Mode of cell death after acetaminophen overdose in mice: Apoptosis or oncotic necrosis?

Document Type

Journal Article

Publication Date



Toxicological Sciences








Acetaminophen; Apoptosis; Caspases; Cell death; Liver failure; Necrosis; Oncosis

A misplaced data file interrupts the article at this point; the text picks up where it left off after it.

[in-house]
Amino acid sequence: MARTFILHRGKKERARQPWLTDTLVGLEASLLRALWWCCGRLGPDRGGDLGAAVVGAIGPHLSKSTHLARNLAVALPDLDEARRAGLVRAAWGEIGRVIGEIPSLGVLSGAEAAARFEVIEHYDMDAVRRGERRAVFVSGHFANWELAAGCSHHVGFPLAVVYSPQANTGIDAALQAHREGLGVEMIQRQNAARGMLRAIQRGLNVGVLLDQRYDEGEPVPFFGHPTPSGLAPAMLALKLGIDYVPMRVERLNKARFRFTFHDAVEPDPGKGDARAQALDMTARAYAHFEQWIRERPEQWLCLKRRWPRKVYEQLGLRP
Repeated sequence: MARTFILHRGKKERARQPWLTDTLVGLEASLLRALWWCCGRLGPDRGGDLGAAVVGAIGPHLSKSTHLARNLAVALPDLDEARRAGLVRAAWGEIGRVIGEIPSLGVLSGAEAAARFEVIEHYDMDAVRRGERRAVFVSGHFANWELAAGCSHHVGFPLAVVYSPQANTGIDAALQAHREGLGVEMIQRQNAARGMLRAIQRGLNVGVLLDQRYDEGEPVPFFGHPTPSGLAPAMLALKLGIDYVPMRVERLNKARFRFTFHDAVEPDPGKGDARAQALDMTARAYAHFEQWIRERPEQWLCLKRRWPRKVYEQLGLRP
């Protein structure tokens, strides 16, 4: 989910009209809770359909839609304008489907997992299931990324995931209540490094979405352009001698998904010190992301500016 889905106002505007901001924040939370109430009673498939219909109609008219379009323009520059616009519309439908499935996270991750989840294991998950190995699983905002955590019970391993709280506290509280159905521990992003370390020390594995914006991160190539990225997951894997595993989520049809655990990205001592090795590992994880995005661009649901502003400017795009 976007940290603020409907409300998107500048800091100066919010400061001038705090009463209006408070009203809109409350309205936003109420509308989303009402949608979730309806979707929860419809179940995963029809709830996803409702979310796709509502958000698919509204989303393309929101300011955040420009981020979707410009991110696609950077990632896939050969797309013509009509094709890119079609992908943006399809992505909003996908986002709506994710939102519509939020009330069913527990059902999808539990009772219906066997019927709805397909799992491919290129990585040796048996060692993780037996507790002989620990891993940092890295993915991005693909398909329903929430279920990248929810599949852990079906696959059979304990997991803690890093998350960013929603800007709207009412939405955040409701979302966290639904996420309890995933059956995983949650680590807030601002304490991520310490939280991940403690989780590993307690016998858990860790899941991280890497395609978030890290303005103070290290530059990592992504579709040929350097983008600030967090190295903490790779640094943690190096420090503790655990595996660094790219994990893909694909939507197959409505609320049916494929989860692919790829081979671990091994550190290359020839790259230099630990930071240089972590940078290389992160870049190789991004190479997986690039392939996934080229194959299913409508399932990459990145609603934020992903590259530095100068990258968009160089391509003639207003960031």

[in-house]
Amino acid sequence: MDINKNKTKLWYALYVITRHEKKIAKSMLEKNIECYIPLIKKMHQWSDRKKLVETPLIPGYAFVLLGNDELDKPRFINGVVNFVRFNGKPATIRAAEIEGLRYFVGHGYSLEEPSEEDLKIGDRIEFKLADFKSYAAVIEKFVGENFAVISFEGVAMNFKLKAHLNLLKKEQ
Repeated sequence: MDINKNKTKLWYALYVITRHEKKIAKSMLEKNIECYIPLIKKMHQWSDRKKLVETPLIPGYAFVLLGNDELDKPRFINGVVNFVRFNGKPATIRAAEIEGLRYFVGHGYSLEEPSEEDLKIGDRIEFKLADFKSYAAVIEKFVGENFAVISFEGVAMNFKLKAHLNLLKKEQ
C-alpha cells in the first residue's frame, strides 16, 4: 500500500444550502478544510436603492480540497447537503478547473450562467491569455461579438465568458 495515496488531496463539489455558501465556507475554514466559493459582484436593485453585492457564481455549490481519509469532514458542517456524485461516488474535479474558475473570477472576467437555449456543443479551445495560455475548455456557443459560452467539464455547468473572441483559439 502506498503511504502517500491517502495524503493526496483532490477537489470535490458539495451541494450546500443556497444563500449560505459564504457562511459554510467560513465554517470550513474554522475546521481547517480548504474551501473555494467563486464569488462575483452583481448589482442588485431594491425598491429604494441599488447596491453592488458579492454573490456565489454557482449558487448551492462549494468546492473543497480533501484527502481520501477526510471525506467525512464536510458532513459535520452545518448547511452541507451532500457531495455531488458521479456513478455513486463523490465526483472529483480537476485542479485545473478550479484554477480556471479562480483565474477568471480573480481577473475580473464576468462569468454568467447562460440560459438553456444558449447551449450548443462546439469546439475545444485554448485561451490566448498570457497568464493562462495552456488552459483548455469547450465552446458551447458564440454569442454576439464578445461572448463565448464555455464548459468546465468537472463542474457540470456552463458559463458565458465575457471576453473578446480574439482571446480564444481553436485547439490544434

Acetaminophen (AAP) overdose can cause severe liver injury and liver failure in experimental animals and humans. Recently, several authors proposed that apoptosis might be a major mechanism of cell death after AAP treatment. To address this controversial issue, we evaluated a detailed time course of liver injury after AAP (300 mg/kg) in fasted C3Heb/FeJ mice. Apoptotic hepatocytes were quantified in H&E-stained liver sections using morphologic criteria (cell shrinkage, chromatin condensation and margination, and apoptotic bodies). The number of apoptotic hepatocytes remained at baseline (0.2 ± 0.1 cells/10 high-power fields [HPF]) up to 2 h after AAP administration. However, between 3 and 24 h, apoptotic cell death increased significantly, e.g., 6.3 ± 0.8 cells/10 HPF at 6 h. Despite the increase in the number of hepatocytes meeting the morphological criteria of apoptosis, this cell fraction remained well below 1% of all parenchymal cells. No evidence for caspase-3 processing or increase in enzyme activity was detected at any time. These results were compared to the overall percent of necrotic cells in liver sections. Confluent areas of centrilobular necrosis were estimated to involve 40-60% of all hepatocytes between 3 and 24 h after AAP administration. These numbers correlated with the increase in plasma alanine amino-transferase activities, which reached a peak level of 5900 ± 1350 U/l at 24 h. A similar result was obtained with higher doses of AAP and with the use of fed animals. Thus, oncotic necrosis and not apoptosis is the principal mechanism of liver-cell death after AAP overdose in vivo.

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